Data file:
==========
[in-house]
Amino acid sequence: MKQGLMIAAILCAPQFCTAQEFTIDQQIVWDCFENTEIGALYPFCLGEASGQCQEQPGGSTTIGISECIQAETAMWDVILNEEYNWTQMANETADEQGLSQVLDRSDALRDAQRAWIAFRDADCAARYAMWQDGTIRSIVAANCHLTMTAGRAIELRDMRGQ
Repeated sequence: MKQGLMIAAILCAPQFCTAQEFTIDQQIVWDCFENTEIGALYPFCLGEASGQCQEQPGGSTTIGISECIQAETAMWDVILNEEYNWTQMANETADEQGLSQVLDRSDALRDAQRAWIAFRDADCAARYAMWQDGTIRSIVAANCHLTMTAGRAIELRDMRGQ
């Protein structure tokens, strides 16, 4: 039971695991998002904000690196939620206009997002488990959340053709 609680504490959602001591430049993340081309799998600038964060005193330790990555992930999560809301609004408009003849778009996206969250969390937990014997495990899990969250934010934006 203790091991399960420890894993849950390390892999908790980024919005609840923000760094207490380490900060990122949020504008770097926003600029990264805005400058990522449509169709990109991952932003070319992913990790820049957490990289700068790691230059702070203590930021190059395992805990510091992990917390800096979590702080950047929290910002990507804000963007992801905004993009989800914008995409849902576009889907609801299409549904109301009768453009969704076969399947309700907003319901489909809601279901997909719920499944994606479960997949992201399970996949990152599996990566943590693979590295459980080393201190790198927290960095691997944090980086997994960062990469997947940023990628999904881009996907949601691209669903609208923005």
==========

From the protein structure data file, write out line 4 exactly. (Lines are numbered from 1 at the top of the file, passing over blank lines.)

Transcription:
């Protein structure tokens, strides 16, 4: 039971695991998002904000690196939620206009997002488990959340053709 609680504490959602001591430049993340081309799998600038964060005193330790990555992930999560809301609004408009003849778009996206969250969390937990014997495990899990969250934010934006 203790091991399960420890894993849950390390892999908790980024919005609840923000760094207490380490900060990122949020504008770097926003600029990264805005400058990522449509169709990109991952932003070319992913990790820049957490990289700068790691230059702070203590930021190059395992805990510091992990917390800096979590702080950047929290910002990507804000963007992801905004993009989800914008995409849902576009889907609801299409549904109301009768453009969704076969399947309700907003319901489909809601279901997909719920499944994606479960997949992201399970996949990152599996990566943590693979590295459980080393201190790198927290960095691997944090980086997994960062990469997947940023990628999904881009996907949601691209669903609208923005």